• Report
  • Commodities
  • Agriculture Sector
  • Pulses
  • Dharmakirti Joshi
  • DK Joshi
August 03, 2017

Pulses & rhythms: Analysing volatility, cyclicality and the cobweb phenomenon in prices

Executive summary


That prices of pulses are highly erratic is common knowledge. What is not commonly known, however, is that thereis a method to this madness.

 

CRISIL has observed that inflation in pulses, as measured by the wholesale price index (WPI), follows a cyclicalpattern, with prices shooting up every 2-3 years. Between fiscal 2006 and so far in fiscal 2018, there have been asmany as four such cycles. The trend rate of inflation has averaged 12.2%, with the peaks 40% above the zero leveland the troughs 25% below it.

 

The latest cycle, which began in fiscal 2013, has been a little different from the earlier cycles. Not only has it witnessedthe steepest peak (49% in November 2015) and fall (-32.6% in July 2017), but also, it has seen broad-based (acrosspulses) price fluctuations compared with the previous cycles where inflation was driven by individual categories ofpulses.

 

What gives? A closer look at the pulses inflation data throws up two broad themes:

 

First, upon decomposing the data for the past 12 years, we observe that gram (chickpeas) and tur/arhar (pigeonpeas) have experienced high price volatility and dominated the cyclical price movements in pulses in the past 6 years,compared with urad, moong and masur. Further, de-seasonalising and de-trending the data shows that while almostall pulses are prone to seasonal price cycles, these are more pronounced in the case of gram and urad (prices beginto dip in June and pick up in October).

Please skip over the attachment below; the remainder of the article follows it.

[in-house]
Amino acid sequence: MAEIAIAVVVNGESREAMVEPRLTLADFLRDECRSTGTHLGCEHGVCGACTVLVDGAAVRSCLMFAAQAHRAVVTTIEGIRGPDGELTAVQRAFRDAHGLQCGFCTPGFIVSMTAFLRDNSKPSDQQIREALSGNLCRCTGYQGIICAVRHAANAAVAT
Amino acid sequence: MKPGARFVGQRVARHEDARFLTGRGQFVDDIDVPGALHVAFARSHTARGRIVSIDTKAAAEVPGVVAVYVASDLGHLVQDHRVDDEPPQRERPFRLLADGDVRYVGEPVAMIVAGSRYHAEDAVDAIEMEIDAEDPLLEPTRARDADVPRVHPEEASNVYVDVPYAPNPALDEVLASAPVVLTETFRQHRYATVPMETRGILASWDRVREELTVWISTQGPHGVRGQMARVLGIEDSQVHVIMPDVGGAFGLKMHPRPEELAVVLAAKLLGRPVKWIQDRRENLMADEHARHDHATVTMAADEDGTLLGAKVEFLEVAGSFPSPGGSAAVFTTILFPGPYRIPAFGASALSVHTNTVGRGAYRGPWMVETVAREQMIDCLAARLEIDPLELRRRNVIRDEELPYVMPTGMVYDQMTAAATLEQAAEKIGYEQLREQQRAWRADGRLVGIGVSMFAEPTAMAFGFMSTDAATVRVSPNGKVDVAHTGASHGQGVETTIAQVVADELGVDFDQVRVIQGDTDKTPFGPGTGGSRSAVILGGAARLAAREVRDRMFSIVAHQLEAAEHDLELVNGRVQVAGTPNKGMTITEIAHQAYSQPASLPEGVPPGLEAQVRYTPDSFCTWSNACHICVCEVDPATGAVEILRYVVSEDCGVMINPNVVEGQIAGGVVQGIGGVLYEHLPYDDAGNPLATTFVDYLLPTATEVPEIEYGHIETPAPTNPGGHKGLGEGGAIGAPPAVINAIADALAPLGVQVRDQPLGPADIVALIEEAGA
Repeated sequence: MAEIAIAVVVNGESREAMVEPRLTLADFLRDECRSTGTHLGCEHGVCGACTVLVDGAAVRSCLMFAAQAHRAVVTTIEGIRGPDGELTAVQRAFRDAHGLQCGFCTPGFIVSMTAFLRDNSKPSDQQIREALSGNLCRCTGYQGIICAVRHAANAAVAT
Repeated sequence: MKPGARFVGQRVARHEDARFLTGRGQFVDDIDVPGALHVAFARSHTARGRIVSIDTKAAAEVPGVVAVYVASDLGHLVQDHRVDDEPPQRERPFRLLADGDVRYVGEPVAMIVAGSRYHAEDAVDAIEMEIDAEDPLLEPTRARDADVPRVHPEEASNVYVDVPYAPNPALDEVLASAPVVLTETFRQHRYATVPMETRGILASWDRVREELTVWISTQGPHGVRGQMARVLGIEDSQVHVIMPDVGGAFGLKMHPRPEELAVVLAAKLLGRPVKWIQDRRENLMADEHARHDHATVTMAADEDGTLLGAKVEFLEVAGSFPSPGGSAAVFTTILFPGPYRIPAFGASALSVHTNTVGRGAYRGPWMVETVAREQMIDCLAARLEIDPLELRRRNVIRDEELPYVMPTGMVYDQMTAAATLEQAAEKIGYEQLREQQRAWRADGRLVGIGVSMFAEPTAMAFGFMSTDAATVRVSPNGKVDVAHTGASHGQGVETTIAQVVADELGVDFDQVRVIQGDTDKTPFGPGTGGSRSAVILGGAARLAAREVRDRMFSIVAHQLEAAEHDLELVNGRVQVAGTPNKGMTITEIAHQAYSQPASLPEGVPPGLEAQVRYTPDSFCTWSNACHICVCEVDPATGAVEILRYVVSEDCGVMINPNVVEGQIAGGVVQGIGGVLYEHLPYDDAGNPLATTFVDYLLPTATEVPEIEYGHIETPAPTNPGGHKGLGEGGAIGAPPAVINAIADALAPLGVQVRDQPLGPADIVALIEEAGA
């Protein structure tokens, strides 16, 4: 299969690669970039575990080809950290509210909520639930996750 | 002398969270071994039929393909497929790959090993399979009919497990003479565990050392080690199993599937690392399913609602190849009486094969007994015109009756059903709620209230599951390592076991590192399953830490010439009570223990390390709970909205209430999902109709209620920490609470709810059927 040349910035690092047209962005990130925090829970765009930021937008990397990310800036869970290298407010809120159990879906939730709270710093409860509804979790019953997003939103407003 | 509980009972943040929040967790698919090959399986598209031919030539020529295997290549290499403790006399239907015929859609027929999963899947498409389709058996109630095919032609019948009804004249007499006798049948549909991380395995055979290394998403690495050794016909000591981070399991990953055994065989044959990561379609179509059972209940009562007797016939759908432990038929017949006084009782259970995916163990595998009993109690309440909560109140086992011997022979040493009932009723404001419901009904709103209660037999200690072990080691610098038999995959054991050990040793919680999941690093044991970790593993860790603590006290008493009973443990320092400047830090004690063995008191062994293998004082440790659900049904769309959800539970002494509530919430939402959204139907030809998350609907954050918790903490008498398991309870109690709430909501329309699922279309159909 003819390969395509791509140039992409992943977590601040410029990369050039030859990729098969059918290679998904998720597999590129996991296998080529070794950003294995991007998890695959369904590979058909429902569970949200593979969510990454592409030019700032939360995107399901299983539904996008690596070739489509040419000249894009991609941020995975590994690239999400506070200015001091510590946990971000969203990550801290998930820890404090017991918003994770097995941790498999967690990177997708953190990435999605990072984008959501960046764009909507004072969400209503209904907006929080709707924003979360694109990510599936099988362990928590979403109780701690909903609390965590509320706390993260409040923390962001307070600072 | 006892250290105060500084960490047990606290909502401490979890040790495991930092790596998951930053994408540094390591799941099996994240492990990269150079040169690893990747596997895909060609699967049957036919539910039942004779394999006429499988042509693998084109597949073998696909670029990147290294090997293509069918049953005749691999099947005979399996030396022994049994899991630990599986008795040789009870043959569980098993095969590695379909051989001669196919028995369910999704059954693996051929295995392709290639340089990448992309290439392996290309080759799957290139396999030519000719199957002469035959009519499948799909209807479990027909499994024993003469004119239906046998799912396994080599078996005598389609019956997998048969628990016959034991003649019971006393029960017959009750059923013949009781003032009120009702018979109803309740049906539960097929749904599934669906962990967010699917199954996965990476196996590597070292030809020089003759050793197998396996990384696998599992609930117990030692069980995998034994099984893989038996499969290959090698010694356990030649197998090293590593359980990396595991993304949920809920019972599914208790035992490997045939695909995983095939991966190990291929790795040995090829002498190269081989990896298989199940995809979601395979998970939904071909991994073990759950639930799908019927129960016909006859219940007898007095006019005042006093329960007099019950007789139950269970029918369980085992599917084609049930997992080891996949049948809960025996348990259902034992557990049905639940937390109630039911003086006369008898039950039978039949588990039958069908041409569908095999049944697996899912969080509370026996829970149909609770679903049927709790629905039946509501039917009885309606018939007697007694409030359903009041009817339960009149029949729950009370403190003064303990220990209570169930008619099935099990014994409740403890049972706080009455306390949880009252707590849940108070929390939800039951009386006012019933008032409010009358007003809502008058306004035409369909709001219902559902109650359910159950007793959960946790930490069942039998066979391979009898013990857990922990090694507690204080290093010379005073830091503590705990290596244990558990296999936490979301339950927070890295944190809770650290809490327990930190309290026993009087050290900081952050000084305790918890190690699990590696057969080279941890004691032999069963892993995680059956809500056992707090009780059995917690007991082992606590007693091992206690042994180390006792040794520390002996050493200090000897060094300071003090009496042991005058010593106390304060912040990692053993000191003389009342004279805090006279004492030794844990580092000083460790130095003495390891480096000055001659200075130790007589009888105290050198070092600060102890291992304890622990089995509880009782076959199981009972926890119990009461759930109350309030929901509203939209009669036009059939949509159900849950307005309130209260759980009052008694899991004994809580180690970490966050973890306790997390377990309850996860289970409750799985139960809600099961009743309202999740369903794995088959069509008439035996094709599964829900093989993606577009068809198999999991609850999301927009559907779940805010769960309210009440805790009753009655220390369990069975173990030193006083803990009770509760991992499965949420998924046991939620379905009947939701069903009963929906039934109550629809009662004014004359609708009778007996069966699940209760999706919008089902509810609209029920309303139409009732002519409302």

Second, there is a cobweb phenomenon at play, wherein production responds to prices with a lag, causing a recurringcycle of rise and fall in output and prices. Upon analysing the correlation between production and one-year laggedWPI inflation data for the past 12 years, we find that the price cycles have been generally triggered by positive (excessproduction) and negative (under production) supply shocks. This has to do with the fact that farmers base their sowingdecisions on the prices observed in the previous period, and accordingly over- or under-produce the crops, triggeringa price cyclicality.